The invention further relates to a coaxial connector by means of which the method according to the invention can be implemented. The coaxial connector, according to the invention, is characterized in that the grounding pin is arranged to protrude from the coaxial connector in such a direction that the grounding pin and the attachment pin together form a substantially right angle, thus making the grounding pin protrude into a hole or recess in the surface of the circuit board when the coaxial connector is arranged in place on the circuit board.
The expression `a substantially right angle` in this context means that the angle between the conductor pin, parallel to the surface of the circuit board, and the grounding pin is such that the grounding pin protrudes through the hole or recess on the circuit board at an angle at which the coaxial connector is prevented from moving in the direction of the surface of the circuit board in relation the circuit board surface for as long as the grounding pin is within the hole or recess.
The invention is based on the idea that if the grounding pin of the connector is so designed that it can be utilized in fixing the connector either by soldering the grounding pin to the grounding tab on the circuit board, or so that it can be inserted into the hole or recess on the circuit board, and when the attachment pin of the coaxial connector is thereafter soldered to the conductor tab on the circuit board the coaxial connector will be secured so rigidly on the circuit board that fixing it by means of fixing screws or similar fixing means will not be required. Fixing the coaxial connector thus becomes considerably easier and faster as a result of the fixing no longer requiring the use of separate fixing means, such as fixing screws, and therefore one stage, i.e fixing, can be dropped. Consequently, the structure of the connector also becomes simpler, reducing its price. By means of the invention, a most economical connector can be provided, having a flat design, the best possible electrical properties, and a straightforward means of handling and fixing.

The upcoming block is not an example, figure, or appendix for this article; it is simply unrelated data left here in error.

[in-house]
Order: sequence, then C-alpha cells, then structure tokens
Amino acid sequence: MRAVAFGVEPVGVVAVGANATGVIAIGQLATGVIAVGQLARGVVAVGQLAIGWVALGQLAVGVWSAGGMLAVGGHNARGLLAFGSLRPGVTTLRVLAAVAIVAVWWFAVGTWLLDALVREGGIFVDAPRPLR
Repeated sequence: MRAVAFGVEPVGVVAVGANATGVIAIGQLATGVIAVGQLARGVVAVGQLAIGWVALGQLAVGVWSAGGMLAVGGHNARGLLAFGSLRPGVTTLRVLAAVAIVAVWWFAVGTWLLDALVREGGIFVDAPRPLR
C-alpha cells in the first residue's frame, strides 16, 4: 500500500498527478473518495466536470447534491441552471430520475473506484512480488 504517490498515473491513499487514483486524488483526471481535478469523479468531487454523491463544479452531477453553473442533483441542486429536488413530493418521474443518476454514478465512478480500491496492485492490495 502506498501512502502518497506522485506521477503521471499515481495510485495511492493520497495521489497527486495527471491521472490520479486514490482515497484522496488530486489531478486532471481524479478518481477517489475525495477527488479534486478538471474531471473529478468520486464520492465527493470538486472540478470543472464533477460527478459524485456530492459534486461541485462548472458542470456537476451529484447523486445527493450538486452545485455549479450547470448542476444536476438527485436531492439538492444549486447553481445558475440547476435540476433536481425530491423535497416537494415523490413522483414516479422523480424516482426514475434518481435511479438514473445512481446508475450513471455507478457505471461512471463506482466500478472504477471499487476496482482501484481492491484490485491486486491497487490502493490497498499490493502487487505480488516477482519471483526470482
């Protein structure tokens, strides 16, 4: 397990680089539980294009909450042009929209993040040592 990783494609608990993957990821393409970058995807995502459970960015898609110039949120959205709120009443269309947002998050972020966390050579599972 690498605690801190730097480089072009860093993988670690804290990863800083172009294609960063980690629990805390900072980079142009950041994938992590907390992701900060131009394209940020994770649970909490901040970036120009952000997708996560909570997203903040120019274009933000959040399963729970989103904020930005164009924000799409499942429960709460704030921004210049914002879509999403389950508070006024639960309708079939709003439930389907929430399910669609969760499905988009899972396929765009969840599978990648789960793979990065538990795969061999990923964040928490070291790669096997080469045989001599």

According to an embodiment of the connector, according to the invention, the grounding pin (or pins) of the coaxial connector is (are) of press-fit type, whereby the grounding pin is so designed that it is attached to the circuit board by means of friction. Alternatively, the grounding pin may be provided with lugs or similar fixing means, by which the grounding pin is attached by shape to the circuit board. Consequently, the coaxial connector is attached securely to the circuit board already at the mounting stage. This makes it possible to move the circuit board from one place to another or, for example, keep it in an intermediate storage before the coaxial connector is finally fixed to the circuit board by soldering its attachment pin to the conductor tab on the circuit board. This embodiment of the invention is particularly cost-effective in case the circuit board assembly is automatized e.g. with a robot carrying out the soldering. In such as case, it is of utmost importance that the coaxial connector can actually be mounted in the proper place before the soldering stage and that the connector not move during soldering.
The preferred embodiments of the method and coaxial connector according to the invention are disclosed in the attached dependent claims 2-3 and 5-7.
In the following, the invention will be described in more detail by means of preferred embodiments of the coaxial connector according to the invention, with reference to the accompanying drawings, in which
FIG. 1 illustrates a first preferred embodiment of the coaxial connector according to the invention,
FIG. 2 shows the coaxial connector of FIG. 1 fixed to a circuit board,